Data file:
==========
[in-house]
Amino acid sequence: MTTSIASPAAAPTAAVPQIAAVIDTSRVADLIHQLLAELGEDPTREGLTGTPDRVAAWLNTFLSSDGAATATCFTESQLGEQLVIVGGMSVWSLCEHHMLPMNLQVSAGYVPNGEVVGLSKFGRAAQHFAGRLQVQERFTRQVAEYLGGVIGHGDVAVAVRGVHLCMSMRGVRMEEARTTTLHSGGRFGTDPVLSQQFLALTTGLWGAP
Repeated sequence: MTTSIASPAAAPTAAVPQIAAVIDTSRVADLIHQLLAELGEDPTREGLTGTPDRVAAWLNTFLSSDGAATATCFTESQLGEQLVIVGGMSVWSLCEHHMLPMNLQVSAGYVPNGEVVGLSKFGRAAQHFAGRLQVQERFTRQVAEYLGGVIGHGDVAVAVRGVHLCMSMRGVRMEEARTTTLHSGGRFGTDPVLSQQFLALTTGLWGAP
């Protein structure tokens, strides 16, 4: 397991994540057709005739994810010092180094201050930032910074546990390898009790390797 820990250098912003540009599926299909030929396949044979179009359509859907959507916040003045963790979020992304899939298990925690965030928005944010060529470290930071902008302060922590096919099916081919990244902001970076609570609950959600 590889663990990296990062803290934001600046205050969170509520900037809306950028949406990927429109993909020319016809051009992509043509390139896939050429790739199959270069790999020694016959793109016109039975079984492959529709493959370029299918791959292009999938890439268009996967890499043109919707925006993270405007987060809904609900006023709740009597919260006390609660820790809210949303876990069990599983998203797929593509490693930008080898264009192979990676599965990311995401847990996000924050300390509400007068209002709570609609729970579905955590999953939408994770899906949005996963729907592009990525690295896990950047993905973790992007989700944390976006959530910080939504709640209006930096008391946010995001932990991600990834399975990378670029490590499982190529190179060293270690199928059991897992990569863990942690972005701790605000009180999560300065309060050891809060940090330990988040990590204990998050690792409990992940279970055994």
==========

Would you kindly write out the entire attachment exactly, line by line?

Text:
[in-house]
Amino acid sequence: MTTSIASPAAAPTAAVPQIAAVIDTSRVADLIHQLLAELGEDPTREGLTGTPDRVAAWLNTFLSSDGAATATCFTESQLGEQLVIVGGMSVWSLCEHHMLPMNLQVSAGYVPNGEVVGLSKFGRAAQHFAGRLQVQERFTRQVAEYLGGVIGHGDVAVAVRGVHLCMSMRGVRMEEARTTTLHSGGRFGTDPVLSQQFLALTTGLWGAP
Repeated sequence: MTTSIASPAAAPTAAVPQIAAVIDTSRVADLIHQLLAELGEDPTREGLTGTPDRVAAWLNTFLSSDGAATATCFTESQLGEQLVIVGGMSVWSLCEHHMLPMNLQVSAGYVPNGEVVGLSKFGRAAQHFAGRLQVQERFTRQVAEYLGGVIGHGDVAVAVRGVHLCMSMRGVRMEEARTTTLHSGGRFGTDPVLSQQFLALTTGLWGAP
């Protein structure tokens, strides 16, 4: 397991994540057709005739994810010092180094201050930032910074546990390898009790390797 820990250098912003540009599926299909030929396949044979179009359509859907959507916040003045963790979020992304899939298990925690965030928005944010060529470290930071902008302060922590096919099916081919990244902001970076609570609950959600 590889663990990296990062803290934001600046205050969170509520900037809306950028949406990927429109993909020319016809051009992509043509390139896939050429790739199959270069790999020694016959793109016109039975079984492959529709493959370029299918791959292009999938890439268009996967890499043109919707925006993270405007987060809904609900006023709740009597919260006390609660820790809210949303876990069990599983998203797929593509490693930008080898264009192979990676599965990311995401847990996000924050300390509400007068209002709570609609729970579905955590999953939408994770899906949005996963729907592009990525690295896990950047993905973790992007989700944390976006959530910080939504709640209006930096008391946010995001932990991600990834399975990378670029490590499982190529190179060293270690199928059991897992990569863990942690972005701790605000009180999560300065309060050891809060940090330990988040990590204990998050690792409990992940279970055994």